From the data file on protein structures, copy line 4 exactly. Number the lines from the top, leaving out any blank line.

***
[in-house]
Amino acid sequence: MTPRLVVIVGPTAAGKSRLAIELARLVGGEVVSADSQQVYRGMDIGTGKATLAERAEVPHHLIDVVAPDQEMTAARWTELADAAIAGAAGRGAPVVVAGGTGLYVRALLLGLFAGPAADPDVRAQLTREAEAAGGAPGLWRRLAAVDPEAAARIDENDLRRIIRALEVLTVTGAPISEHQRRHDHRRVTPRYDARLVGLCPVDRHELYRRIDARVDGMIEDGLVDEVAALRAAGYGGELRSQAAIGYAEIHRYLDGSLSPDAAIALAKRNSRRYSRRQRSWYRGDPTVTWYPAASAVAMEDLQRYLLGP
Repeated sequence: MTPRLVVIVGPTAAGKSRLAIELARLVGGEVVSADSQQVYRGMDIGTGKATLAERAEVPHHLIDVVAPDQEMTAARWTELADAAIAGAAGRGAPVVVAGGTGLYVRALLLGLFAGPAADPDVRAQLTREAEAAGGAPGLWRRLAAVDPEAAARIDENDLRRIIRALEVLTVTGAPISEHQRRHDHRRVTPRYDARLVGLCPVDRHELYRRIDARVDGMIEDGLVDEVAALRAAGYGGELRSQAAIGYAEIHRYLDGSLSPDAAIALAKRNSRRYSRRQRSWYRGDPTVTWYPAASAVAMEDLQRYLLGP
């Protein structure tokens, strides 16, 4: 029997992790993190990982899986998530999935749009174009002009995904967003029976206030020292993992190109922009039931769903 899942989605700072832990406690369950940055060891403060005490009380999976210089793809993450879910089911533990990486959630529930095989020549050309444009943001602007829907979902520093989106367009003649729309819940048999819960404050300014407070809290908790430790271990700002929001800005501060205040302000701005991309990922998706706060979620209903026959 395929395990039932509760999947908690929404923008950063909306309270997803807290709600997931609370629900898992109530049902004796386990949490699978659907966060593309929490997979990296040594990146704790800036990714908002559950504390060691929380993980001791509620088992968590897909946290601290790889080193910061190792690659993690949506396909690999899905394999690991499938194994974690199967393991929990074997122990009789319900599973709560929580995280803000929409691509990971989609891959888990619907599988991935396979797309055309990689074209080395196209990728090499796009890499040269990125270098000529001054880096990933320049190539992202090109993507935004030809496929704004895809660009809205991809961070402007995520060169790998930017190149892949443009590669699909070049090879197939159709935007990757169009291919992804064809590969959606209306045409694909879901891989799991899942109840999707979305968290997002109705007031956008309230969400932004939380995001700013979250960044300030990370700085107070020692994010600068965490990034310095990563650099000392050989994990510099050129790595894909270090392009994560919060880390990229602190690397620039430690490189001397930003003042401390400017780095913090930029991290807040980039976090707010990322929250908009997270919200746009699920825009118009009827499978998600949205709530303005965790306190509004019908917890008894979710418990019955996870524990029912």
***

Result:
């Protein structure tokens, strides 16, 4: 029997992790993190990982899986998530999935749009174009002009995904967003029976206030020292993992190109922009039931769903 899942989605700072832990406690369950940055060891403060005490009380999976210089793809993450879910089911533990990486959630529930095989020549050309444009943001602007829907979902520093989106367009003649729309819940048999819960404050300014407070809290908790430790271990700002929001800005501060205040302000701005991309990922998706706060979620209903026959 395929395990039932509760999947908690929404923008950063909306309270997803807290709600997931609370629900898992109530049902004796386990949490699978659907966060593309929490997979990296040594990146704790800036990714908002559950504390060691929380993980001791509620088992968590897909946290601290790889080193910061190792690659993690949506396909690999899905394999690991499938194994974690199967393991929990074997122990009789319900599973709560929580995280803000929409691509990971989609891959888990619907599988991935396979797309055309990689074209080395196209990728090499796009890499040269990125270098000529001054880096990933320049190539992202090109993507935004030809496929704004895809660009809205991809961070402007995520060169790998930017190149892949443009590669699909070049090879197939159709935007990757169009291919992804064809590969959606209306045409694909879901891989799991899942109840999707979305968290997002109705007031956008309230969400932004939380995001700013979250960044300030990370700085107070020692994010600068965490990034310095990563650099000392050989994990510099050129790595894909270090392009994560919060880390990229602190690397620039430690490189001397930003003042401390400017780095913090930029991290807040980039976090707010990322929250908009997270919200746009699920825009118009009827499978998600949205709530303005965790306190509004019908917890008894979710418990019955996870524990029912």